Can't see the forest for the skyscrapers


The last time anybody looked, no national forests grew in Washington, D.C., so why should the city get almost $3 million in stimulus funds to fight wildfires? Wyoming Sen. John Barrasso and other Western representatives are wondering, because their region is home to most national forests and the super-expensive wildfires that sweep through, destroying homes and killing firefighters. “The last major fire in D.C. was likely lit by British troops in 1814,” Republican Sen. Barrasso told The Associated Press. “There are many wasteful and wild schemes born in Washington, but this takes the cake.”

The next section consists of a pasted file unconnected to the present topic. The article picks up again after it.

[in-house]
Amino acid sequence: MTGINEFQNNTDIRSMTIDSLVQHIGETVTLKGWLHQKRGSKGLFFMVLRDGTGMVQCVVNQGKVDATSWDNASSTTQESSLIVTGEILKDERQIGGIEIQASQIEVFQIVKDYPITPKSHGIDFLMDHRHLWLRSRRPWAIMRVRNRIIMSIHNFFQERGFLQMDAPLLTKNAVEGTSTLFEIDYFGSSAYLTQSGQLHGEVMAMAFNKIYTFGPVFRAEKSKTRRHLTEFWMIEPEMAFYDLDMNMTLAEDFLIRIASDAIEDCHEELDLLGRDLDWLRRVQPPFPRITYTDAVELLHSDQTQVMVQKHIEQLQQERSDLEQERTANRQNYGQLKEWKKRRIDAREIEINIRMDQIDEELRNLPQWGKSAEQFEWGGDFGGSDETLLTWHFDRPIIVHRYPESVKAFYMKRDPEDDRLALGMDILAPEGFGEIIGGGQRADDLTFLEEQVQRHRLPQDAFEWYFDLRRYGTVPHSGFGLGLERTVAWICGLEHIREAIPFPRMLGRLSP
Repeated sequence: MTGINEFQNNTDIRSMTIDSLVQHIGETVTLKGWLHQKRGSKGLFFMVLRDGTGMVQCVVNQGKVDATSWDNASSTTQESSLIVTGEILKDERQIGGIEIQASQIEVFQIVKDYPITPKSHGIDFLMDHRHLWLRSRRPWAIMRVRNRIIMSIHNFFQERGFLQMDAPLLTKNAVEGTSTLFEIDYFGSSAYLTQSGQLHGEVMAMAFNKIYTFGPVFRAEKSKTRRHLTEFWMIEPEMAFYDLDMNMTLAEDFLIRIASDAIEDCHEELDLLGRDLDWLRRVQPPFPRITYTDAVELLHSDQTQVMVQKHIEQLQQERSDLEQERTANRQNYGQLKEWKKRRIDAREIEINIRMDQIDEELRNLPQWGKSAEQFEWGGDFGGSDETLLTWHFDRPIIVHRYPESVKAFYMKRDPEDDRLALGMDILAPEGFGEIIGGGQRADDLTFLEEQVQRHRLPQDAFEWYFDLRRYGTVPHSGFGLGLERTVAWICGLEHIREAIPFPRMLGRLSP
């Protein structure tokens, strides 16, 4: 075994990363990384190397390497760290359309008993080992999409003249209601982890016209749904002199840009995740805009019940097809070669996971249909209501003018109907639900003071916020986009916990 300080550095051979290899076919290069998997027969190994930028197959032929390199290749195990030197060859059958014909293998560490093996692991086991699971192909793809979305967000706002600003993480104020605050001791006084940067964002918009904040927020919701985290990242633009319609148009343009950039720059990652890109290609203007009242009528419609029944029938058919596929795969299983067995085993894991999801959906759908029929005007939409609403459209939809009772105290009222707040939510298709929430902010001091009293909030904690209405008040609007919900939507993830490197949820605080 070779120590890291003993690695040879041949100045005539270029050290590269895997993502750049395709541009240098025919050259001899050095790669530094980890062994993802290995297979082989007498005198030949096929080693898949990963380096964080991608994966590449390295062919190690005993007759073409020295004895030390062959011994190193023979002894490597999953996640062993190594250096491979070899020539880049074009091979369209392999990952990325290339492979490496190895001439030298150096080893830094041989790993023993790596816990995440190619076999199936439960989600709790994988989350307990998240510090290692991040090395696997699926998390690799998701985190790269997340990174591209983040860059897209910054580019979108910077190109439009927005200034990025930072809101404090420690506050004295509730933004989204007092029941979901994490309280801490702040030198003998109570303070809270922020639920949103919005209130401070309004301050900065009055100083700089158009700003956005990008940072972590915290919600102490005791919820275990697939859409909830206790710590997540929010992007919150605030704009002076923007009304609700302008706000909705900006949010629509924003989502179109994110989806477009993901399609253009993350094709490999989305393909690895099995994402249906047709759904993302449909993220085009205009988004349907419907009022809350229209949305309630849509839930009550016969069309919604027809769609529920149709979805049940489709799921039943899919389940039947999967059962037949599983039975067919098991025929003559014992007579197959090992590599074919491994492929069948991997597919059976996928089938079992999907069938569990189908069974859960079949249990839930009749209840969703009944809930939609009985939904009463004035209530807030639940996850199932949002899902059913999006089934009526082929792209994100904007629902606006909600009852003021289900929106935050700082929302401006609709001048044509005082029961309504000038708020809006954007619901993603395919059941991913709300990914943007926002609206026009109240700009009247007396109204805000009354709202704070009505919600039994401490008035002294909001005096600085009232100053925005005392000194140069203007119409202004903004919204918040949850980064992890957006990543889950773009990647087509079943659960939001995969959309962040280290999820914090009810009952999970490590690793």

Well, not exactly, says a spokesman for the Department of Agriculture, which oversees the Forest Service. While the stimulus law specifies “wildland fire management,” the term is elastic and includes efforts to promote forest and ecosystem health. A D.C.-based nonprofit, Washington Parks & People, will get nearly $2.7 million to create green jobs and improve the city’s tree canopy.

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